They are thinking deeply about culture and the groups with which they identify. Children as young as preschoolers are not only aware of, but struggling to understand and find, where they fit in a diverse environment. Children and youth are simultaneously developing a future "possible" self—an image of what they might become.
Sometimes youth haven't fully absorbed that they're each a person of value. They may question their capacity to do well and to make a difference. Sometimes they've heard messages suggesting they can't learn and improve if they weren't born with innate talents. Carol Dweck knows better. She has researched the role that a growth mindset has in youth developing their skills and identity.
"With a growth mindset, kids don't necessarily think that there's no such thing as talent or that everyone is the same, but they believe everyone can develop their abilities through hard work, strategies, and lots of help and mentoring from others." (Gross-Loh 2016).
OST professionals can play a role in helping that growth mindset flourish for youth in their programs by not simply praising effort, but by praising effort that leads to a desired outcome or significant lessons learned.
It's important that students are encouraged to find strategies that work—and if the first one doesn't work to ask themselves, "What have I learned?" and "What else might I try?" until they come to a solution that brings satisfactory results. It's also perfectly appropriate to ask for help and ideas from a more experienced peer or adult. Youth can also do some research—to search for new ideas, to ask some questions, and to look for ways in which others approached a similar situation.
In addition to nurturing a growth mindset in youth, OST professionals can also provide experiences where youth explore "who am I?" questions and experiment with their perceptions of themselves. Here are three COVID-19-friendly activities for youth to try:
CREATE A COAT OF ARMS: Youth are invited to create their own Coat of Arms, celebrating their interests, favorite places and things they want to pursue.
HAVE FUN WITH A PHOTO: Invite youth to select a digital image of themselves. Open an online digital imaging website (like GIMP, Canva or Pixlr X) where they can manipulate their self-portrait in a variety of ways. Try five or six different options. Use this opportunity to highlight different attributes or consider unique visualizations. During a group discussion, they can share their work with peers. Which ones do they like and why? How do these images make them think about themselves differently? Youth can also get creative on their mobile devices with filters and doodling.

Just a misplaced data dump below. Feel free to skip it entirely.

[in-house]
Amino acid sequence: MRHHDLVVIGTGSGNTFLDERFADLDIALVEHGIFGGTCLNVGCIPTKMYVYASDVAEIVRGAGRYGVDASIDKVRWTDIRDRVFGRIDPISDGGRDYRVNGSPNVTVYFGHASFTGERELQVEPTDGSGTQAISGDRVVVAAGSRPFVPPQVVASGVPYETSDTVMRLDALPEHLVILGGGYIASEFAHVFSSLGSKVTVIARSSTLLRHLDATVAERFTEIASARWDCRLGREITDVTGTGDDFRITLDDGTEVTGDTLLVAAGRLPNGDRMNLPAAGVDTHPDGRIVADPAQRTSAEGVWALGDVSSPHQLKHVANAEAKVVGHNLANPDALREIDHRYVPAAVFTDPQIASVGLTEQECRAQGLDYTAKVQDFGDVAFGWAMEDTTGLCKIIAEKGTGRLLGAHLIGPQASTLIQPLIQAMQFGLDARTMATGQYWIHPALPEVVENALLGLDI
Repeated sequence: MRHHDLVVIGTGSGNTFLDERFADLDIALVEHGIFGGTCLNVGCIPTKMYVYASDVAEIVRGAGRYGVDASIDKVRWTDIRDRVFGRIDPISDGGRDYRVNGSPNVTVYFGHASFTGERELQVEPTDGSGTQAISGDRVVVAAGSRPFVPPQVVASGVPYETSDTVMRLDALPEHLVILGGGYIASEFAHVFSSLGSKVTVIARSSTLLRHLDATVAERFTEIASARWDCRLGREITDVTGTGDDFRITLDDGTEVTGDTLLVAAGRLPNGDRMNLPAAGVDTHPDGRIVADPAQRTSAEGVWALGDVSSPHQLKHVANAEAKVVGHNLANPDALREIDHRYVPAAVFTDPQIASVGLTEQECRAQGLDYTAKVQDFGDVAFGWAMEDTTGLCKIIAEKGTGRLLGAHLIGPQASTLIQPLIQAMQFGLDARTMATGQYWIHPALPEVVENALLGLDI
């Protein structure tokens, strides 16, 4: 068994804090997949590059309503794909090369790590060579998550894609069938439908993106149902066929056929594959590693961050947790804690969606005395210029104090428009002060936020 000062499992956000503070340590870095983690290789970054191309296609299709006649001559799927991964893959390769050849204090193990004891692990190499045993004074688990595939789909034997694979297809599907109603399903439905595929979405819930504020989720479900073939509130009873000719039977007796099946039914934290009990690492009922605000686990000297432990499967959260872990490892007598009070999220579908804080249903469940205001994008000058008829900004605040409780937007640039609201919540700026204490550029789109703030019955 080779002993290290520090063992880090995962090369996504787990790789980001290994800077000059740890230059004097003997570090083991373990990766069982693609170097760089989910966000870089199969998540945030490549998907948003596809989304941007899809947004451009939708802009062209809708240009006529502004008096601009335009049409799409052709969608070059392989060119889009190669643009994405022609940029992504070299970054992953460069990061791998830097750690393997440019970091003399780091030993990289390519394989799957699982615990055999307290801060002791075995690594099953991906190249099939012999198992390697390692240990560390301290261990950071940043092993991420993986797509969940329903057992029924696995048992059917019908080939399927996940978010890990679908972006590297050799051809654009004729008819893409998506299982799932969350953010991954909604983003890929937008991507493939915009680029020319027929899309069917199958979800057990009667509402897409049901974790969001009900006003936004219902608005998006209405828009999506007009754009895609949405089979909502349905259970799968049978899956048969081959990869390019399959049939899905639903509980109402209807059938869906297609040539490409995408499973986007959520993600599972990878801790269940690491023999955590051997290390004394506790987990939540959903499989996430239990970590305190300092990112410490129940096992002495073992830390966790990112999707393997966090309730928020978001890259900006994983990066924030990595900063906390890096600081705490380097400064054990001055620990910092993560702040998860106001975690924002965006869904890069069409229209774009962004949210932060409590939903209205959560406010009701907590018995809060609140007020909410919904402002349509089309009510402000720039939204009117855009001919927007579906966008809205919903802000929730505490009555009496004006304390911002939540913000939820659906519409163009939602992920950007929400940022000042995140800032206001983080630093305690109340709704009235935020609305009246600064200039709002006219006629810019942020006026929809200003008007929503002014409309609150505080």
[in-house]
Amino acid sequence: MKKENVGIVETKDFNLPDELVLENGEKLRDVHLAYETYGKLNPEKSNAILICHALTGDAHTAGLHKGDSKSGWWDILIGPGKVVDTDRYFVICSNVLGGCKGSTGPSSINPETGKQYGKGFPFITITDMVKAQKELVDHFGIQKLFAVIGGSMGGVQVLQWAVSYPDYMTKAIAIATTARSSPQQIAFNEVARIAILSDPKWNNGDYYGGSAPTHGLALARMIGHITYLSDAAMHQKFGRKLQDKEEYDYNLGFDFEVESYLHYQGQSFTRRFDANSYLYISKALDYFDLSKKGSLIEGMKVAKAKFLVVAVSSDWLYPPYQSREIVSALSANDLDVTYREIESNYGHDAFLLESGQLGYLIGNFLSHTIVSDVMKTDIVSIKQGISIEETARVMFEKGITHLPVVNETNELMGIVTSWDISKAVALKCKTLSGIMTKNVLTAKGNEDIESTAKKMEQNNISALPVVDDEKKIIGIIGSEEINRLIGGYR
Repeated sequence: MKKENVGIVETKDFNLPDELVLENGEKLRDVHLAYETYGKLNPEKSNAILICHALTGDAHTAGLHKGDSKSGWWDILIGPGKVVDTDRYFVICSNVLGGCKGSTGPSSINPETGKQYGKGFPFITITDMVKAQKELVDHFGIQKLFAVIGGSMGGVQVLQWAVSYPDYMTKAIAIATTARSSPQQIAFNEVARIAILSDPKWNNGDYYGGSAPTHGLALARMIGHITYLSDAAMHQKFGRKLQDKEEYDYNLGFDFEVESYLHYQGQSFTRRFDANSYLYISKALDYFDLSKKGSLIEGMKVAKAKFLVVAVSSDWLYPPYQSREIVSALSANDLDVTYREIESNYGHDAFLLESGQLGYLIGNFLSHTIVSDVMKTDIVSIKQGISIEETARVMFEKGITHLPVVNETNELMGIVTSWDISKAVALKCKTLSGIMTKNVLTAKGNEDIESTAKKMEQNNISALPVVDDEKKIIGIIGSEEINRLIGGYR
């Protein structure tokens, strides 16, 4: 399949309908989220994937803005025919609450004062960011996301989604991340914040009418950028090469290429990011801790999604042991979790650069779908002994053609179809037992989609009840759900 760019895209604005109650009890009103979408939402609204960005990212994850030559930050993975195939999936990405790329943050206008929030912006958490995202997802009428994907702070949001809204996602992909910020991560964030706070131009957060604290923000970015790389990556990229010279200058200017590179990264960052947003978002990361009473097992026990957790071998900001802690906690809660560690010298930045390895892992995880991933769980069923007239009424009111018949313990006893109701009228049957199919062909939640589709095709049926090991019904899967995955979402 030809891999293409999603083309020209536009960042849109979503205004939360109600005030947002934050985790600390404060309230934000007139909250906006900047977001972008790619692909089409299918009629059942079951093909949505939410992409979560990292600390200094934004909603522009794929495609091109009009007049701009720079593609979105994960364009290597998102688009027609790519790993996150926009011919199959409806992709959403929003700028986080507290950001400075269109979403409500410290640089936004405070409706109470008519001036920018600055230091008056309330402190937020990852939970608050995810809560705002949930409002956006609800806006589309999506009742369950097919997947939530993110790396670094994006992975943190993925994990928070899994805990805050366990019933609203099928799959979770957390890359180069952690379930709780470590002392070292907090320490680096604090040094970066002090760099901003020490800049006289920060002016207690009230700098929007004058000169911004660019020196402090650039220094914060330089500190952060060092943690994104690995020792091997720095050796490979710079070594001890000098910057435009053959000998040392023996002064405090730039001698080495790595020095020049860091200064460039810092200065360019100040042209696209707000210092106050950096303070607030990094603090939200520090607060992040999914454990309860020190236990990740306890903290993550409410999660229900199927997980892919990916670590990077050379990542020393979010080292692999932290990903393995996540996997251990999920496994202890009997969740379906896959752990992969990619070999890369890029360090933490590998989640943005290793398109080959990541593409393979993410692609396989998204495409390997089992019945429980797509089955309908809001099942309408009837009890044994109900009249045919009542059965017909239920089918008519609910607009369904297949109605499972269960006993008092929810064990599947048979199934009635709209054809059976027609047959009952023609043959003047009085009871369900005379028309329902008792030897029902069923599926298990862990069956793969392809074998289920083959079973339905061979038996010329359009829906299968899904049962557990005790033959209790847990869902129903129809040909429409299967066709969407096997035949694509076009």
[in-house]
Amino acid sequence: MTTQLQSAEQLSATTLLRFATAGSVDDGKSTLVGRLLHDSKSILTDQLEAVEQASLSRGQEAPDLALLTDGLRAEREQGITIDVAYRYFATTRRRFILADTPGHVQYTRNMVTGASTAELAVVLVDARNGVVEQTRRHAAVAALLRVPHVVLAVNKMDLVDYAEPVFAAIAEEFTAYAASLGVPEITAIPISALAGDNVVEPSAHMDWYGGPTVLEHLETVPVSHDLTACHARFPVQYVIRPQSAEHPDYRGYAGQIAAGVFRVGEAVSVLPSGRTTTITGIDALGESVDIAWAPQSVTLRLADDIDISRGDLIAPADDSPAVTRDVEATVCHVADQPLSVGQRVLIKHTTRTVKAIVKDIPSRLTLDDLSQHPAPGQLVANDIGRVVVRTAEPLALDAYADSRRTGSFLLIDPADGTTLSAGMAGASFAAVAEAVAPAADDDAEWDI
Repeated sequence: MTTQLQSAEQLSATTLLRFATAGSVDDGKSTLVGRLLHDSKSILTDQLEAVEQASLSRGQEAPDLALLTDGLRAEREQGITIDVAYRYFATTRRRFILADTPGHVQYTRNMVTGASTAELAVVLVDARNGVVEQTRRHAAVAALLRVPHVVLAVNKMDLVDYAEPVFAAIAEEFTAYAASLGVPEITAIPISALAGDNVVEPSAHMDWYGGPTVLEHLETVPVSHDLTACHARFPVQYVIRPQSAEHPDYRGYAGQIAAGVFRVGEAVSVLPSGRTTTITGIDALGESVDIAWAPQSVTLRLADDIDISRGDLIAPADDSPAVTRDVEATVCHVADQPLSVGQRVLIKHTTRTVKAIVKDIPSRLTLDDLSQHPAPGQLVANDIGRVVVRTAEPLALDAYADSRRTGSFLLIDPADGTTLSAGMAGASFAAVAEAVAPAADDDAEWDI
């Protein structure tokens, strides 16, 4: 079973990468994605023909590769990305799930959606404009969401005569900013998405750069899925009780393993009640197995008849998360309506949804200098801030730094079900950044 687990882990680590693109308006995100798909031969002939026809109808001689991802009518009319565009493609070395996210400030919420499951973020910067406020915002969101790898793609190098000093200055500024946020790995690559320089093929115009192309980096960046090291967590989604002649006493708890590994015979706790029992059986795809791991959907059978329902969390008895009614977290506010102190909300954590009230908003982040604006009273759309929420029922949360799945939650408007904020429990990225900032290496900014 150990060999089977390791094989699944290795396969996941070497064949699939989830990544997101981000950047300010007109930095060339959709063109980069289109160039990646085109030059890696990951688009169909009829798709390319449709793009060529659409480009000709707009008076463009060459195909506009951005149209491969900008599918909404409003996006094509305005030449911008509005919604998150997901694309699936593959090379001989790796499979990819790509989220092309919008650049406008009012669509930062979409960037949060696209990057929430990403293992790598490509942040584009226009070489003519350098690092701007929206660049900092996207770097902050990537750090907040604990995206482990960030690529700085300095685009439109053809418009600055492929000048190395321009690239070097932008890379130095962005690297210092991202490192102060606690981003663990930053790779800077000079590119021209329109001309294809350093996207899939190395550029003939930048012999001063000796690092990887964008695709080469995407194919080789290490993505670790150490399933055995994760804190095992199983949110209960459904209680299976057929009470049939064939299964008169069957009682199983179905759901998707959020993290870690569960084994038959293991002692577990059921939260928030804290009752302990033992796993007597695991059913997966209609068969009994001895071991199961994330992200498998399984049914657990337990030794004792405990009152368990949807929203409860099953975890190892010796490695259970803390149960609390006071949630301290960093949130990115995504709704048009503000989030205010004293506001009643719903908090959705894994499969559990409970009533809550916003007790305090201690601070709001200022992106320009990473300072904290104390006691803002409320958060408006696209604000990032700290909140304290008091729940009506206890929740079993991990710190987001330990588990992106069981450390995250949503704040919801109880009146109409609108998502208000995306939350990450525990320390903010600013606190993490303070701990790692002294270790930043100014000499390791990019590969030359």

Contributing author experiments with photo editing software.
MAKE YOUR OWN PAPER GLASSES: Remind youth that they each see life from a unique vantage point, through a unique lens. No one else sees life the way they do! Each one has their own unique set of glasses. To celebrate this unique perspective, invite youth to make their own creative eyewear and wear them to a small group discussion or online gathering.
These ideas are included in the Penn State Better Kid Care online modules "Click2Science: Developing a Science and Engineering Identity" and "PYD Foundations: Cultural Competency and Responsiveness."
Remind youth that personal assets like knowing a second language or coming from a close-knit extended family are reasons to take pride in their unique identity. The development of a future "possible" identity involves:
- Getting young people involved in a topic, activity or profession that interests them.
- Developing skills and confidence in that area. For example, growing vegetables, playing the clarinet, sketching birds, building a picnic table with power tools or hosting a talent show.
- Getting youth to see themselves as contributors and participants in their career field of choice.
As a young person establishes an identity, they will say things like:
I CAN do this.
I LIKE TO do this.
I WANT TO do this.
THIS is important to me.
How can you support youth in exploring all the varied facets of their "possible" future self? What can you invite them to?
Written by Rebecca A. Escott, Early Learning/Out of School Time Specialist, Penn State Better Kid Care. NAA Ambassador member.
Photos courtesy of Rebecca A. Escott.